In his April 17 op-ed, “We don’t call it Nationalists’ Day,” E. J. Dionne Jr. favored patriotism over nationalism as an impulse less likely to devolve into aggressive tribalism. To me, both harbor equal dangers; hypernationalism promotes war, while chauvinism keeps blood and treasure flowing to the Front. Both exaggerate security and stifle dissent.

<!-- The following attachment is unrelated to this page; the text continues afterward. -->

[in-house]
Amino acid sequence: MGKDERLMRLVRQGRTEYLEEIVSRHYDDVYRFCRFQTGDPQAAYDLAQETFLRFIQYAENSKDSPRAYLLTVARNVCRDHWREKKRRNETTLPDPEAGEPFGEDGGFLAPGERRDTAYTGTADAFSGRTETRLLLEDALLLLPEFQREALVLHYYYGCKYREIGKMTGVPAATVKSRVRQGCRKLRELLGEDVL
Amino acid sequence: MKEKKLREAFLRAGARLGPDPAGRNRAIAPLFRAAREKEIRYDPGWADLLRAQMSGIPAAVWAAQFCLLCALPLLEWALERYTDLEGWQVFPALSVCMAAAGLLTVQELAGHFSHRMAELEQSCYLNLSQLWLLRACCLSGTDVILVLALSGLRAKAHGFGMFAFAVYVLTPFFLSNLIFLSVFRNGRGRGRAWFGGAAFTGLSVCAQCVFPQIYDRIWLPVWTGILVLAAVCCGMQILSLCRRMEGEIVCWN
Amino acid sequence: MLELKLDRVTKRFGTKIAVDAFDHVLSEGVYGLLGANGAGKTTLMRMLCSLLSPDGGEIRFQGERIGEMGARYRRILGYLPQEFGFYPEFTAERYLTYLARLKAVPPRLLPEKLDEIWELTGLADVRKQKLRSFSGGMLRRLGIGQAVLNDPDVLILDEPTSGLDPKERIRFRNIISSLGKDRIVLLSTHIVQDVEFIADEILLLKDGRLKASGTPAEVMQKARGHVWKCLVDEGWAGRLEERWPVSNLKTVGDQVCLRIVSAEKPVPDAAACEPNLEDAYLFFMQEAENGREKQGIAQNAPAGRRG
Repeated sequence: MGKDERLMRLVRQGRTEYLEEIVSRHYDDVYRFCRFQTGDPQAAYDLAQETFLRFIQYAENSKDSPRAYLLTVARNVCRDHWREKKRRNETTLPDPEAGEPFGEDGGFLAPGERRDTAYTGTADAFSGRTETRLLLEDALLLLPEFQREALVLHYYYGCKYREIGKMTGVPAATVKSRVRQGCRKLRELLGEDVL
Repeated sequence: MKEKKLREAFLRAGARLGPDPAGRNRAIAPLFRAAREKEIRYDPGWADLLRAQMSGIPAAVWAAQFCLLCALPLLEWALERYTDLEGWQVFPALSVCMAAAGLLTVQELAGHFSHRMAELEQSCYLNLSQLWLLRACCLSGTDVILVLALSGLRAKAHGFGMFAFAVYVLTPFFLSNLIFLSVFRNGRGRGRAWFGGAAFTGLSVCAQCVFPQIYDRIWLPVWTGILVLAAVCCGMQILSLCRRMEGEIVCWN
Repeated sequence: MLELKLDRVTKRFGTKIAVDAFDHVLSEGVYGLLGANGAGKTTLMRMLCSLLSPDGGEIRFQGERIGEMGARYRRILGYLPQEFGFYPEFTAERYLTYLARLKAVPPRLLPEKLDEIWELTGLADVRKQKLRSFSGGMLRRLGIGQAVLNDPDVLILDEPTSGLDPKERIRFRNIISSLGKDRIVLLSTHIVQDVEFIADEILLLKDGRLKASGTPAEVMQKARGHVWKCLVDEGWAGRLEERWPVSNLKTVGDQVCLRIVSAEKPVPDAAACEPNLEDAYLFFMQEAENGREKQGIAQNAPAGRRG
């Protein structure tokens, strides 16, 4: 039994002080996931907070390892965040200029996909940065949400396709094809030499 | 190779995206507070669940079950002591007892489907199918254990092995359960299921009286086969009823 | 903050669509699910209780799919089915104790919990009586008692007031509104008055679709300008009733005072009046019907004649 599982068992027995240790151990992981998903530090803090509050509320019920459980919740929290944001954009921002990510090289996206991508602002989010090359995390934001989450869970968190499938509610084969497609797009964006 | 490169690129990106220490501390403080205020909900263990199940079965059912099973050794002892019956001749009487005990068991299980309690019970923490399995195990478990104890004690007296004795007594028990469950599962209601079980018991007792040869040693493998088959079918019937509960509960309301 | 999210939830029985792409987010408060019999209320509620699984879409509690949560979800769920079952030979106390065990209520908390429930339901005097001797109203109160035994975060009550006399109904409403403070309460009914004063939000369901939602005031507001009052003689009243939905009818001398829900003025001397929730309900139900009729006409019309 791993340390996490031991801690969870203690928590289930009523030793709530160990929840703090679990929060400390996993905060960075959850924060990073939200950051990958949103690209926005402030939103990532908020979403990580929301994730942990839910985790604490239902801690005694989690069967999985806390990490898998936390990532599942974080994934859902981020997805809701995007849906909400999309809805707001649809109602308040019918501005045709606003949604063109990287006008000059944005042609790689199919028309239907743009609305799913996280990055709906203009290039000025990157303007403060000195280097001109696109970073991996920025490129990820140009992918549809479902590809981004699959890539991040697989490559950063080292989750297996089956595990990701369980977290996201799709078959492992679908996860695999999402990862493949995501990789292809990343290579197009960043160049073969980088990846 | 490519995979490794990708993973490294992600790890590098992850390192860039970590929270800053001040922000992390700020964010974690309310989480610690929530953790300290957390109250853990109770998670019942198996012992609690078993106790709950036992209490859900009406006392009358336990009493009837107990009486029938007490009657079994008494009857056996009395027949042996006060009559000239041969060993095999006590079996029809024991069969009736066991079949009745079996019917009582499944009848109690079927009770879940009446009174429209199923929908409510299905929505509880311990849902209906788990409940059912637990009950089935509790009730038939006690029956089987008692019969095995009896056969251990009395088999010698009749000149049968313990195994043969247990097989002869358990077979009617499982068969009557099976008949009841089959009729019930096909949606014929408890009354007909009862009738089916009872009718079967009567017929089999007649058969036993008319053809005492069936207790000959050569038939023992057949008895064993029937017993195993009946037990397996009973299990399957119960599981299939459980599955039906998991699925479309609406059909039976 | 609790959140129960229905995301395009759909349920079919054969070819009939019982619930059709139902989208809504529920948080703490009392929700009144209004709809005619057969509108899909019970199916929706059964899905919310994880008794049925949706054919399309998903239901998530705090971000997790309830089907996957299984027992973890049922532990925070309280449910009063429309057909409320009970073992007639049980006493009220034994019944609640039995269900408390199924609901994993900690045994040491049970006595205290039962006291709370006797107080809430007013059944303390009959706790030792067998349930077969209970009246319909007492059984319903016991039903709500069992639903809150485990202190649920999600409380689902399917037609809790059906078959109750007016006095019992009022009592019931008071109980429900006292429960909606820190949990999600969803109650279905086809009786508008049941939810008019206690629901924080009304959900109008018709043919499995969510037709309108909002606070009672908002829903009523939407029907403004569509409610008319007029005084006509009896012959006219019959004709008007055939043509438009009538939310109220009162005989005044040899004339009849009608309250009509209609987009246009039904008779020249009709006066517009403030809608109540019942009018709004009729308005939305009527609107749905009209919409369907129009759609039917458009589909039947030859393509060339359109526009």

Neither, however, is as insidious as “homeland,” which entered our lexicon forcefully after the Sept. 11, 2001, attacks. It was meant to focus attention on attacks here rather than abroad — Pearl Harbor rather than Tehran. But it’s a loaded term, connoting a single, exclusive culture. That’s why the German equivalent, “Heimat,” was stressed by Joseph Goebbels over the more traditional “Vaterland.” The homeland is where you have an age-old right to be, where your blood relations (“Volk”) have their roots and people without those roots don’t really belong. It’s what Serbs and Croats fought for in the Homeland Wars following Josip Broz Tito’s death. It’s not the pluralistic nation of immigrants we Americans call home. And, frankly, it sends shivers up my spine. Robert D. Croog, Chevy Chase